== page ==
DARBY: Both.  They had two sound stages, and one was the Boone cabin interior, and the Cincinnatus interior; all the interiors.  And the other soundstage was for all the exteriors.  And when they needed bigger exteriors we would got to the Fox Ranch out in Malibu.  We shot some of the pilot and one other episode in Kanab, Utah.  And we went to Fraser Park up in the snow a couple of times.

HENRY:  What was the best part of doing the show?

DARBY: I think Fess, and the family that I just kind of had there.  You know, I lost my father when I was a year old.  I only had my mom and two older sisters, so I really liked the male influence.  One of the prop guys was an Eagle Scout leader, so when we worked together he would show me knots.  So when you talk about education, it might not all have been calculus and reading, but I had great pyrotechnics teaching me about gun powder and all different kinds of weapons.  Indian history I always found fascinating, and I got to spend time on Indian reservations.  I look on it as a rounded thing more than the academics. 

HENRY: What was Fess like to work with?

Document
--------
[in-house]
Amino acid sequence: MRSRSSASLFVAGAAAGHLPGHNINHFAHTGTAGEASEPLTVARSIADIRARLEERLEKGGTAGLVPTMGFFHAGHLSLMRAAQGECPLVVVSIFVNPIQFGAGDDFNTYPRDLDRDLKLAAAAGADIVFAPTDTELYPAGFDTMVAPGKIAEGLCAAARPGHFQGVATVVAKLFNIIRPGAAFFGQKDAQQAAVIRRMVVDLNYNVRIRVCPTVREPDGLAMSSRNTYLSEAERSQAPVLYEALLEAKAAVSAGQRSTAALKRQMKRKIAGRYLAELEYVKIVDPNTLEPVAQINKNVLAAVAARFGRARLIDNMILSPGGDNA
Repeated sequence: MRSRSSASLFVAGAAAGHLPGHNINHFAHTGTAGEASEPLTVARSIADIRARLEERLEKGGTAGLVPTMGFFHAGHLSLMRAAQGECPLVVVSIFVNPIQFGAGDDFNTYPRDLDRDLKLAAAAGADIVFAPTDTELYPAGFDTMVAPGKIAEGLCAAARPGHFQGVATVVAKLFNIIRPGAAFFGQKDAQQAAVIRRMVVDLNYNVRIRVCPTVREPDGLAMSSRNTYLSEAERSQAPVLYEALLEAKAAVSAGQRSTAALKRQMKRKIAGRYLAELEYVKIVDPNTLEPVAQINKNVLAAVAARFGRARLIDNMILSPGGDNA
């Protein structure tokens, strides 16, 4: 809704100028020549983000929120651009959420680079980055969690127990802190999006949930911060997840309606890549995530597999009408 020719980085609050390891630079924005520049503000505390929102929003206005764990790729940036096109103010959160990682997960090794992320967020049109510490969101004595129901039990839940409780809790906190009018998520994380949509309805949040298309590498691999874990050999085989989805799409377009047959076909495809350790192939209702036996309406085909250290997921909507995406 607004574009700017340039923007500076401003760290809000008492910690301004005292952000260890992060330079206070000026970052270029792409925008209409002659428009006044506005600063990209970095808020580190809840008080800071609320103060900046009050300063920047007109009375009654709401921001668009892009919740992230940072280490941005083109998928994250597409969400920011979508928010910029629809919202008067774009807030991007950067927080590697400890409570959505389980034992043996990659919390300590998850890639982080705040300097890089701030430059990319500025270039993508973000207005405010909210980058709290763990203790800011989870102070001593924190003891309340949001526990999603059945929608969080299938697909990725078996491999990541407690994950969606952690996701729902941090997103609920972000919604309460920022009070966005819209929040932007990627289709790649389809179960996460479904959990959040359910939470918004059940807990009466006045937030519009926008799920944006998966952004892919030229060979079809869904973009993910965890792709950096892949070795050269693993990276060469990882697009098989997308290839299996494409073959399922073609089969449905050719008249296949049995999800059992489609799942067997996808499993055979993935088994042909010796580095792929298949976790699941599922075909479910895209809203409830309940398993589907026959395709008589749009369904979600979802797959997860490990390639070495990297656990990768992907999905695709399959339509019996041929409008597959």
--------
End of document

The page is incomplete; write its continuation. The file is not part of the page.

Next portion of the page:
DARBY: Fess was a lot like what you saw on the screen.  A great family guy – look how long he was married to Marcie all thorough his successful career.  Two great kids.  Ron Ely, who was a great friend of his, spoke at his wake right before I did.  And one of the things that got me was he said, “When I came to visit on the BOONE set, I couldn’t believe that it was a working set.  Nobody was yelling at anybody, there were no tempers flaring, there were no drama queens.”   And that was all Fess.  You did your job, we had fun, and that was it.   

HENRY:  Were you close with Fess after the show?

DARBY:  Yes, I was.  There were a number of years in between when I didn’t see him as much.  We would run into each other and it would be great.  But towards the end, I started going up to Santa Barbara a lot and having fun up there – Ely, his son, and Ashley I really enjoyed.  I know it sounds weird, but on Marcie’s birthday, I just woke up and I told my wife I have to go up and wish Marcie a happy birthday.  She said, were you invited?  I said no, but I just feel that I really need to go up and wish Marcy a happy birthday and give her a kiss, and see Fess.  And she said if you feel that strongly, go do it.  I’m driving up, and just as I’m at the spot where you hit the Pacific Ocean, Ashley called me up and said, “Darby, I just wanted to tell you before you hear it on the news that Fess just passed away.”   I said, “You know what? I’m driving up there now.  Is it okay if I just swing by?”  She said, “We’d love to have you.”  So yes, we were close.

HENRY:  You mentioned Veronica Cartwright, who played your sister Jemima.  What was your relationship like?